Spiritual wellness

Spiritual wellness:Expanding our sense of purpose and meaning in life

Though religion and church come to mind for many of us when hearing the words ‘spiritual wellness,’ this isn’t always what it means. Spiritual wellness means having a general sense of who you are and what you do to give purpose and meaning in life. Going to church is one way to accomplish this type of wellness for some of us. Spiritual wellness requires a combination of mental and physical evaluation of our personal values and beliefs.

How else can we find spiritual wellness?

Other ways to seek spiritual wellness are through spending time in nature, exercising, reading motivational (self-help) literature, yoga, travel, positive thinking, and meditation. Spiritual wellness asks, "Who are you in your core?" and "What can you do to help feel calm and at peace?"

Occupational wellness

Occupational wellness:Personal satisfaction and enrichment derived from one’s work

Occupational wellness is very different from financial wellness, though in some ways they can be connected. This type of wellness centers mostly on the way you feel while working. Do you enjoy your days at work or are you robotically moving throughout your days waiting for the next paycheck? Do you have a sense of belonging and success at work, or are you stressed and uncomfortable? Are you learning new things or just doing the same things day in and day out?

What if you don't feel satisfaction from work?

If you struggle to feel a sense of accomplishment and pride at work, you may be adding a lot of unnecessary stress to your life. There is no easy solution to this except finding work that is more satisfying. We spend a lot of time at work, I hope we are able to do what we feel passionate about so we can both make a difference, feel successful, and have occupational wellness.

Physical wellness

Physical wellness:Recognizing the need for physical activity, diet, sleep, and nutrition

We talk a lot about physical wellness here at MacularDegeneration.net. It’s certainly my passion (along with emotional health)! We know that living a healthy lifestyle by eating well and exercising is important to our overall health and to the health of our eyes. Sleep is also very important, but one I have yet to conquer!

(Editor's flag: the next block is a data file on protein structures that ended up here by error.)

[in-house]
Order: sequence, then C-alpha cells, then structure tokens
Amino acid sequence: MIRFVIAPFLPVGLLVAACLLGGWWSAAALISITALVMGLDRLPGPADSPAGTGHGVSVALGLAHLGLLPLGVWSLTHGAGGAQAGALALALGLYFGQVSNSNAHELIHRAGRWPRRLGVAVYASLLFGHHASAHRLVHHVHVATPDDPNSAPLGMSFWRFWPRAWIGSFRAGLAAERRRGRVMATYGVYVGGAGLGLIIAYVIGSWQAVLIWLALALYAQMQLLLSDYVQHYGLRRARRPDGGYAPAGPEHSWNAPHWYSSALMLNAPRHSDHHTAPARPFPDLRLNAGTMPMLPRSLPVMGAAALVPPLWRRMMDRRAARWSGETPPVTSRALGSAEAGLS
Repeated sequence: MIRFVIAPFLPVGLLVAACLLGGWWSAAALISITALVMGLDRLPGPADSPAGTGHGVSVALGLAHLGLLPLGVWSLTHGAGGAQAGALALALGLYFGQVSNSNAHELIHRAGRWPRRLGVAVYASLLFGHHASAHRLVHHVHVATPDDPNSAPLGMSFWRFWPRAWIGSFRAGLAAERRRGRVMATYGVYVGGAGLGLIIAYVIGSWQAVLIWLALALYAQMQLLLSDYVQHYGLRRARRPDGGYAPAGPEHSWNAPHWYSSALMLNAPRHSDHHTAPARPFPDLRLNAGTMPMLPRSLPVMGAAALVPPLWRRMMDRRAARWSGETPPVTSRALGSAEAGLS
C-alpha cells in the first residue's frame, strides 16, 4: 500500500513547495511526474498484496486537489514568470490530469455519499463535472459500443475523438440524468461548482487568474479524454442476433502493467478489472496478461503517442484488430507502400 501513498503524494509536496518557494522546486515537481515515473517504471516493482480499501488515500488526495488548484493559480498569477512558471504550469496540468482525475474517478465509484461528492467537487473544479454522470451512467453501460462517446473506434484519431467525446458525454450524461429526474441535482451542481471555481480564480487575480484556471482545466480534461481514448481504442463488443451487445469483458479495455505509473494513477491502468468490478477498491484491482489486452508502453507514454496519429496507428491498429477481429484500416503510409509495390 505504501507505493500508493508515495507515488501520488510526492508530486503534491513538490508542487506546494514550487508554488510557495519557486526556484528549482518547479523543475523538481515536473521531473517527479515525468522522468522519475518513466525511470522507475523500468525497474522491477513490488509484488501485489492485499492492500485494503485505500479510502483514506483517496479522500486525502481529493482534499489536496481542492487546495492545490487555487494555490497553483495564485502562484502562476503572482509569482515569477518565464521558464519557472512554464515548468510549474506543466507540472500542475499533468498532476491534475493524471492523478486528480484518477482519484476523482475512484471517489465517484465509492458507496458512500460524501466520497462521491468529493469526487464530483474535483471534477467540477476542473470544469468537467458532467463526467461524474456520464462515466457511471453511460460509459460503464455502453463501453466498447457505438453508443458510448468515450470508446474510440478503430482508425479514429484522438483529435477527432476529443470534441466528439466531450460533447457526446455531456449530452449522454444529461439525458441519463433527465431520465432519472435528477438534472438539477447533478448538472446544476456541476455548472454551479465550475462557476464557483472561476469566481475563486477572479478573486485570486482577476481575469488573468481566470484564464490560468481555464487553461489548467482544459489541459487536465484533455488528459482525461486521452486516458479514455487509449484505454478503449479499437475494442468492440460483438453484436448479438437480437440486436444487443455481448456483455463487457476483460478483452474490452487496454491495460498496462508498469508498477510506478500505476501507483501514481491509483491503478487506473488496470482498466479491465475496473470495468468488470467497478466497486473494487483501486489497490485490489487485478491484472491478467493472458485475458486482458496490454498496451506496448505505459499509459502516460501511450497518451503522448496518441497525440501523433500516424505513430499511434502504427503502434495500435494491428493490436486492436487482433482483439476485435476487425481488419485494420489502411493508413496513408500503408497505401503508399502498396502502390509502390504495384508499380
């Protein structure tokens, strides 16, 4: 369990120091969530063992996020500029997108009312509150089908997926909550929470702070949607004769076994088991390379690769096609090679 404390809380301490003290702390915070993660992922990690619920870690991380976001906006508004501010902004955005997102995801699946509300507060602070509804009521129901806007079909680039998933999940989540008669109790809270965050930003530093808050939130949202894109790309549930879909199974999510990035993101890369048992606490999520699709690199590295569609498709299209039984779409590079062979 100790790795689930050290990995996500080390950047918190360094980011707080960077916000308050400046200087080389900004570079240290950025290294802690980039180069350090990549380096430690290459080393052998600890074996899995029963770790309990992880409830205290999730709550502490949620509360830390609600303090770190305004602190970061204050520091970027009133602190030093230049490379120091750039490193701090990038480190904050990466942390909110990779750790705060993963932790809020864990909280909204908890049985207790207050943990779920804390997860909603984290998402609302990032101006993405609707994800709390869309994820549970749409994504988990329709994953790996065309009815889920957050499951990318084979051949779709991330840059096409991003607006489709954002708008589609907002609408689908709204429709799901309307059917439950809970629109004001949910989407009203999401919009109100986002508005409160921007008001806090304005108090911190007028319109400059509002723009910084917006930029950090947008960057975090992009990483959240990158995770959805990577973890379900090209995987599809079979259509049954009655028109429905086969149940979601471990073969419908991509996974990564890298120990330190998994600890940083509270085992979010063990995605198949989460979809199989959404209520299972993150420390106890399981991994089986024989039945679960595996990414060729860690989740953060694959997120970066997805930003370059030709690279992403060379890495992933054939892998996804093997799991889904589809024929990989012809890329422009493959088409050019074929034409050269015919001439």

Intellectual wellness

Intellectual wellness:Recognizing creative abilities and finding ways to expand knowledge and skills

Learning new things and being creative is so important! One way to reach intellectual wellness with macular degeneration is to research and ask questions! I’ve always said that knowledge has been my superpower with this diagnosis.

With macular degeneration, we sometimes have to change the way we do things. But I encourage you to continue to do the things you love! If it’s necessary to stop doing something because of vision loss, then please don’t give up...there are SO many things out there to explore and enjoy.

Environmental wellness

Environmental wellness:Good health by occupying pleasant, stimulating environments that support well-being

Where we choose to spend our time matters. Our homes, workplace, and even doctor’s offices can immediately change how we feel. Homes and desks at our place of employment are a comfort for a reason. We organize them and decorate them in ways that stimulate a sense of calmness and peace.

I’ve always wondered why so many doctor’s offices are so blah and outdated. Honestly, I think more doctor’s offices should spend a little more money on updating their waiting rooms so their patients can feel a sense of well-being before their appointments. I know I would feel more at ease going into worrisome appointments like my retina specialist’s office or even the dentist (Eek! Not a fan) if the environment was homier.

We cannot eliminate stress completely

It’s important to remember that it’s not always possible for us to completely eliminate stress from our lives. And, our overall wellness can change over time. Sometimes we may be rocking our physical health, but struggling to achieve emotional wellness. As life changes, our stressors and needs change.

Know that we can still be ‘well’ even with stressors present. More importantly, we are not machines. It is very unlikely that we, as individuals, can have total wellness in all of these areas at once.

Go with the flow and keep your head up!

Andrea Junge